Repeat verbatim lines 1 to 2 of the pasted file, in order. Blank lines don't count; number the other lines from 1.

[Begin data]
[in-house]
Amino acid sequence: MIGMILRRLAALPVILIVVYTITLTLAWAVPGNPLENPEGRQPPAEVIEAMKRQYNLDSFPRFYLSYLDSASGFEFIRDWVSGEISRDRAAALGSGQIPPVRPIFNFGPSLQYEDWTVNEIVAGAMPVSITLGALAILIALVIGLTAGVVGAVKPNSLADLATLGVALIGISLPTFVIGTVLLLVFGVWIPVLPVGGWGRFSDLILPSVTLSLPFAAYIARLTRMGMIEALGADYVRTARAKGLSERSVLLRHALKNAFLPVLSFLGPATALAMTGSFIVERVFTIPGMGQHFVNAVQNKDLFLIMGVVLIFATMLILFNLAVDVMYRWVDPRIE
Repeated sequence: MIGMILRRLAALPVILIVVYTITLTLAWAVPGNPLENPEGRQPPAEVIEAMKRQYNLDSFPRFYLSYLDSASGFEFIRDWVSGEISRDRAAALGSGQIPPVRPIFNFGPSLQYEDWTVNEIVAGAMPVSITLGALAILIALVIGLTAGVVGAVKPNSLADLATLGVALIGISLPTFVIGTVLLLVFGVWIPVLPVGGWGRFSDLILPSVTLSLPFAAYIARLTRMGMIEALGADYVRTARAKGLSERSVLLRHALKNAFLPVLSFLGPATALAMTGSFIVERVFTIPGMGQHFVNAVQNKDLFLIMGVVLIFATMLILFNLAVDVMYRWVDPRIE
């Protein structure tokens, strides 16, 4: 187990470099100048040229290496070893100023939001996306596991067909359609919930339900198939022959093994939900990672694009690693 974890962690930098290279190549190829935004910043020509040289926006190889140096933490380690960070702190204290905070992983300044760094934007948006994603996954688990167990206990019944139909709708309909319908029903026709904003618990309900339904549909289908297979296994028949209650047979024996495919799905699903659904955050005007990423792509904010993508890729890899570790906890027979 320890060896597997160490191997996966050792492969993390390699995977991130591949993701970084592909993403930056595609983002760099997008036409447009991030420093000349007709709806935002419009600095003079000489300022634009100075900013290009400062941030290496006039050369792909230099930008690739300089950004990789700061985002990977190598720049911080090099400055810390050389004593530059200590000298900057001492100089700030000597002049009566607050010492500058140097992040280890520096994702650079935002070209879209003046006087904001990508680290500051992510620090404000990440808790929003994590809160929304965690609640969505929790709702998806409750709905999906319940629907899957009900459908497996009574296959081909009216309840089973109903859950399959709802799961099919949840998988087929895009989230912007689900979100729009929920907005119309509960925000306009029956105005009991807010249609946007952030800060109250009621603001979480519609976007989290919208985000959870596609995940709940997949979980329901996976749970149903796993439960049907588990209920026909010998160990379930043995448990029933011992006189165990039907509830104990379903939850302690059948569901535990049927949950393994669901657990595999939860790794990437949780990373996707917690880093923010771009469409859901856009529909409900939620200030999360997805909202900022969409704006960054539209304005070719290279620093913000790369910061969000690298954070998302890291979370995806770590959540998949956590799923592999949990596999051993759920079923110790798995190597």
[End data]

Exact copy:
[in-house]
Amino acid sequence: MIGMILRRLAALPVILIVVYTITLTLAWAVPGNPLENPEGRQPPAEVIEAMKRQYNLDSFPRFYLSYLDSASGFEFIRDWVSGEISRDRAAALGSGQIPPVRPIFNFGPSLQYEDWTVNEIVAGAMPVSITLGALAILIALVIGLTAGVVGAVKPNSLADLATLGVALIGISLPTFVIGTVLLLVFGVWIPVLPVGGWGRFSDLILPSVTLSLPFAAYIARLTRMGMIEALGADYVRTARAKGLSERSVLLRHALKNAFLPVLSFLGPATALAMTGSFIVERVFTIPGMGQHFVNAVQNKDLFLIMGVVLIFATMLILFNLAVDVMYRWVDPRIE